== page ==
Searching for Genetic Causes of Autism in African American Children

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National autism researchers, experts and advocates will meet on May 17 to discuss how the Los Angeles community can support UCLA’s first-of-its-kind, $10 million NIH-funded autism research regarding genetic causes of autism in African American children.

Special Needs Children
Improving our health care system, especially for underserved communities, requires that we make use of every available tool that research offers

Dr. Daniel Geschwind, a renowned autism scientist and researcher at UCLA, will be joined by Assemblymember Holly Mitchell representing California’s 54th District, Los Angeles County Supervisor and Board Chairman Mark Ridley-Thomas, and Special Needs Network (SNN) president Areva Martin, Esq., among others, for a press conference and roundtable discussion to highlight Dr. Geschwind’s National Institutes of Health (NIH) $10 million grant project. Dr. Geschwind’s grant has opened the doors for his team at UCLA to research the genetic causes of autism in African American children – a population that has been overlooked by autism researchers.

The group will be joined by other professionals in the autism and disability community on May 17 at 2 p.m. in the First 5 LA Multi-Purpose Room at 750 N. Alameda Street, across from Union Station, to discuss the impact Dr. Geschwind’s research will have on thousands of LA children and families living with autism. The event is free and open to the public.

“The first five years of a child’s life are critical,” says Kim Belshé executive director of First 5 LA. “It’s no secret that African American children with autism are less likely than their Caucasian peers to receive an early diagnosis. We know early intervention is crucial to helping an autistic child thrive. Dr. Geschwind’s research will further allow us to understand how this disorder impacts African American families and develop additional resources for these children.”

Areva Martin knows all too well the effects autism has on a child. Her son was diagnosed shortly before his second birthday. “As a mom I’m constantly gathering and researching as much information as possible about autism. As a professional, I’m committed to taking that knowledge and helping open doors for other families. Dr. Geschwind’s work will not only help Special Needs Network in our work to create resources for families dealing with autism but it will also help the medical community tailor treatments to ensure better outcomes.”

Belshé and Martin represent a much larger group of professionals committed to helping UCLA and Dr. Geschwind with the NIH research grant – a grant that is part of a collaborative network of other autism centers around the country, known as the Autism Centers of Excellence program. The network was created in 2007 to support coordinated research into the causes of autism spectrum disorders (ASD) and the discovery of new treatments.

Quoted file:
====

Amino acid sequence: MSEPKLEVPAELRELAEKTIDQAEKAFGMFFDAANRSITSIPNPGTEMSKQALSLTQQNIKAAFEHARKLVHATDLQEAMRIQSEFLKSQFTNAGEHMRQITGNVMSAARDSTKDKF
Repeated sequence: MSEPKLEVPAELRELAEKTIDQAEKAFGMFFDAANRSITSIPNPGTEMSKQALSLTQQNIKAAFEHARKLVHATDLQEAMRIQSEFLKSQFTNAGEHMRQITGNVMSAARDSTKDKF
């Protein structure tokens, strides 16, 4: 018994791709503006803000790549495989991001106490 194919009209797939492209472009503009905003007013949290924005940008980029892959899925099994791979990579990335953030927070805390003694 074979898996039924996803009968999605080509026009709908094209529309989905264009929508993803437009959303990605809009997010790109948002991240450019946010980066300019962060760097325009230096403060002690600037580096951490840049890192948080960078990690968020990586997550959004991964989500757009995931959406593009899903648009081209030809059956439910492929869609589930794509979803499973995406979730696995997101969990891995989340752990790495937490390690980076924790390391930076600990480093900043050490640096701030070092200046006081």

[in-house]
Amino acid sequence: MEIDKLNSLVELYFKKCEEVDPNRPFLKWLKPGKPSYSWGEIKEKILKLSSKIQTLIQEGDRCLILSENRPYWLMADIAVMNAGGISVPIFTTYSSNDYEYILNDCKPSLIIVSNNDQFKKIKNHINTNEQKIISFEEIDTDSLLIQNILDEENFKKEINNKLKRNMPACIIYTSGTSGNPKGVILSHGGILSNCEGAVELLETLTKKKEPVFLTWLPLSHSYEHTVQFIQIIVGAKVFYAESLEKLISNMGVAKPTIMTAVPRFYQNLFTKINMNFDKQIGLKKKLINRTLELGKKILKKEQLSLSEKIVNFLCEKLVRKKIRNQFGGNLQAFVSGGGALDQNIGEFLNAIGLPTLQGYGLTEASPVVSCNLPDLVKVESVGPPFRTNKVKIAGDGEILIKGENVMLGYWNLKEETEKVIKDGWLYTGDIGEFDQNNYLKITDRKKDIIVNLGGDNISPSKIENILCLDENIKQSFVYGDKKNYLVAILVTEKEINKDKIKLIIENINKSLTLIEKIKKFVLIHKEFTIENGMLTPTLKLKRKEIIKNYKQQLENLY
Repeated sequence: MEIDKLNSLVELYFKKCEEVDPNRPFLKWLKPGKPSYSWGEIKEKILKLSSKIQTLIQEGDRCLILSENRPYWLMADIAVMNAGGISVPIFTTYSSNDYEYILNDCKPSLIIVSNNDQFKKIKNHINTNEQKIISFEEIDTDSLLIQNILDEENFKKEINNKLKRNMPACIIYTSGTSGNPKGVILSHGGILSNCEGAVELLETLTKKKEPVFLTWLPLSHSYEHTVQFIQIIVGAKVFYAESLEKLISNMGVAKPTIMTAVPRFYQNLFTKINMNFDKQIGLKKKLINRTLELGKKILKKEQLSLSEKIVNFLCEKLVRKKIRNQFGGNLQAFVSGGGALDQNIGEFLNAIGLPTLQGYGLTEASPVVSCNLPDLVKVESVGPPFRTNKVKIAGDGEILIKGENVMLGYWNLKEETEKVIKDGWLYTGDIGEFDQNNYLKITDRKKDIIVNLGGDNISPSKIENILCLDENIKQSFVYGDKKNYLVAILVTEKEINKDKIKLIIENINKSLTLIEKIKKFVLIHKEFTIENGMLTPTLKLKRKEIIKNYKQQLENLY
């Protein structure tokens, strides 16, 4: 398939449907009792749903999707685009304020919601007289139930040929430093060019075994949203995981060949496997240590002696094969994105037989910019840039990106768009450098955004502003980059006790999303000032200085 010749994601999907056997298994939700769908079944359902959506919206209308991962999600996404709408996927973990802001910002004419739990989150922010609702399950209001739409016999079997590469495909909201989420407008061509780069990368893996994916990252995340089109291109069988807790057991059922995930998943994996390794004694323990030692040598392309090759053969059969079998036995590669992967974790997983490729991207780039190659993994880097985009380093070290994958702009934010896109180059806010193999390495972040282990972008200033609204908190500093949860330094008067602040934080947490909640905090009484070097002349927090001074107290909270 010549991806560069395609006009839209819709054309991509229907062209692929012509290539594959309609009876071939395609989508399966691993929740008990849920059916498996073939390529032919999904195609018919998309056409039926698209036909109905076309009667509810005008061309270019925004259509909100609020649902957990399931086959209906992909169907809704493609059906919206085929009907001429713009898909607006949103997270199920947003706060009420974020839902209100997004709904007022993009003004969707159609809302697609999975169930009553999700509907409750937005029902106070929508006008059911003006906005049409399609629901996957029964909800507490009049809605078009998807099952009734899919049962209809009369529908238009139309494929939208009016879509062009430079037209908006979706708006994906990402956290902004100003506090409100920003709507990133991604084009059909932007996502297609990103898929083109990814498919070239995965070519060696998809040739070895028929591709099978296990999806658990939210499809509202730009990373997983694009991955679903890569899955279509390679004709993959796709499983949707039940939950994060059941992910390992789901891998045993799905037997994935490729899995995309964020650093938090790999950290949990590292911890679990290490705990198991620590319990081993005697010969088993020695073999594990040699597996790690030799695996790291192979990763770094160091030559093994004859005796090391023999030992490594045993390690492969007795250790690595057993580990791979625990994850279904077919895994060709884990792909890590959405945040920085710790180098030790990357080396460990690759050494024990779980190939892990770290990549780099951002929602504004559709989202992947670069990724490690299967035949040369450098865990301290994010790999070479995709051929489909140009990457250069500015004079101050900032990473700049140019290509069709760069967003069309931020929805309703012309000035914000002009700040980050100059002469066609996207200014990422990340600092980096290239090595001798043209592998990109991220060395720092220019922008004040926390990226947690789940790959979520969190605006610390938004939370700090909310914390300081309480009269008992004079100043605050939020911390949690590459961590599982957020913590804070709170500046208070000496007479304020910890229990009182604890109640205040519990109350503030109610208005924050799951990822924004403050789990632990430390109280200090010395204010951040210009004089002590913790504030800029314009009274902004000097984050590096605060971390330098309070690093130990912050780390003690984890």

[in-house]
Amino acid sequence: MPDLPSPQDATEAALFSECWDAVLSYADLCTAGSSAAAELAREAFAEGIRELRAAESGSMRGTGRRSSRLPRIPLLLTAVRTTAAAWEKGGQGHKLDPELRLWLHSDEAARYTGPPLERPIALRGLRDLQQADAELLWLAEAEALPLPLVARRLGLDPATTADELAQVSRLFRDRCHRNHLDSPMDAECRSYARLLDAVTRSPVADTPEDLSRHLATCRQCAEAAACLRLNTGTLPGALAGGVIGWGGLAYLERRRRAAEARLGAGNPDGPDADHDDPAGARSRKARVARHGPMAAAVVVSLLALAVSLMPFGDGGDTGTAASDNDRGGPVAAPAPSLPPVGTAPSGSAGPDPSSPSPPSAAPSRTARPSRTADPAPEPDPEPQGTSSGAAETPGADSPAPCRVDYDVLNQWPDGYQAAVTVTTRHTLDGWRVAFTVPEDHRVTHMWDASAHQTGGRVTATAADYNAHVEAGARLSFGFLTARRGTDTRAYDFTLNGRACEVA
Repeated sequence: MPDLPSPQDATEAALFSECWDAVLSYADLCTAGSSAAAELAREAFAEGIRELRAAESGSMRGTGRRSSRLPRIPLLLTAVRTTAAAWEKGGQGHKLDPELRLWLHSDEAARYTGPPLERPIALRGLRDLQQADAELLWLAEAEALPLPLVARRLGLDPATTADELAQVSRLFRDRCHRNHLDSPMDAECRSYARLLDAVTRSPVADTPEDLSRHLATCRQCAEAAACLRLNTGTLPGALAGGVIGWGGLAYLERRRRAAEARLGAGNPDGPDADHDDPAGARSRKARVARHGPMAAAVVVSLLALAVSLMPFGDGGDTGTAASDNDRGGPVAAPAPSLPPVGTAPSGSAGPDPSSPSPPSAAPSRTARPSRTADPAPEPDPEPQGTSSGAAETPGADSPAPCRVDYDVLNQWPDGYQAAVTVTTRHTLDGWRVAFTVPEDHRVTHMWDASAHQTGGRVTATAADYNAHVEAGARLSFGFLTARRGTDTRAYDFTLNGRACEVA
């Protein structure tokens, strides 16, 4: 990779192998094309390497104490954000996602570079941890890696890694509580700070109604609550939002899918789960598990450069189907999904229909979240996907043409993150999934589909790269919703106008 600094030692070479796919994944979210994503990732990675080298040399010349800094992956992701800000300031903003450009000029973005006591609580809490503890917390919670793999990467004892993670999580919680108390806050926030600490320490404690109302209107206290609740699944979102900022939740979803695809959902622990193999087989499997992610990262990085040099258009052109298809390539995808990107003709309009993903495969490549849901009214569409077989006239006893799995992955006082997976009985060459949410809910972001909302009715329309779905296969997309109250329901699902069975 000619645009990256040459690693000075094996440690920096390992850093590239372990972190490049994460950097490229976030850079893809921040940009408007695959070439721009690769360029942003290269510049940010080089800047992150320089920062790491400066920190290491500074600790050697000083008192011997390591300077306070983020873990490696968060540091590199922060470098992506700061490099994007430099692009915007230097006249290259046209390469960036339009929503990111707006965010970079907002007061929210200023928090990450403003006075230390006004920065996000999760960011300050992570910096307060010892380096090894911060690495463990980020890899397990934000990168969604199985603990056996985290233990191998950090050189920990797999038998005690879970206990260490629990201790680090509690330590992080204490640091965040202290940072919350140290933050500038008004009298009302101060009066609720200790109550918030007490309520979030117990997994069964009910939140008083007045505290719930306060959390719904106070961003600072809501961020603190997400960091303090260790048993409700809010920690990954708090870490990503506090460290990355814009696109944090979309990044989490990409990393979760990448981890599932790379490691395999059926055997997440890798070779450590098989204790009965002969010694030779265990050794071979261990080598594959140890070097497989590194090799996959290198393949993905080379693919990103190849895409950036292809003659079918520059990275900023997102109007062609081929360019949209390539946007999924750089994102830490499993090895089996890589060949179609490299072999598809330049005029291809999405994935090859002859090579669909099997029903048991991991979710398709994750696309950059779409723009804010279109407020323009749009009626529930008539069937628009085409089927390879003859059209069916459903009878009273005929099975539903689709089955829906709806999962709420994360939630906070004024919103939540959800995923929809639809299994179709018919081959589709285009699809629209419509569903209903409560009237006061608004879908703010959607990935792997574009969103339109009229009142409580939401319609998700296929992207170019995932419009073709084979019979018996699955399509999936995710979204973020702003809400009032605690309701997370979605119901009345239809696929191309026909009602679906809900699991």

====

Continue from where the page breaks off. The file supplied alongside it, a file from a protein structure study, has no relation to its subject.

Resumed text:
ASDs are complex developmental disorders that affect how a person behaves, interacts with others, communicates and learns. There is no known cause or cure. Earlier this year, the Centers for Disease Control increased the statistic for autism from one in 88 children to one in 50, demonstrating a significant increase in the number of children and families impacted by the disorder.

Geschwind’s study will aim to recruit at least 600 African American families who have a child diagnosed with an ASD for genetic testing. Nearly all research on the genetics of autism has focused on subjects of European descent rather than those of African or other ancestries.

“It is critical to study different populations to understand if current genetic findings in ASD can be generalized to a broader population,” explains Geschwind.

Geschwind’s work will also include an evaluation of disparities in the diagnosis of autism and in access to care, topics that remain top of mind for Assemblymember Mitchell and LA County Supervisor Mark Ridley-Thomas.

“Improving our health care system, especially for underserved communities, requires that we make use of every available tool that research offers,” says Assemblymember Mitchell, who chairs California’s Legislative Black Caucus and serves as a member on California’s State Assembly committees on Budget, Health, Insurance and Public Safety. “Many in the African American community are wary of the uses to which genetic studies have been put in the past. This is an opportunity to undertake research in a culturally sensitive way, directing it toward finding helpful interventions that children with autism need.”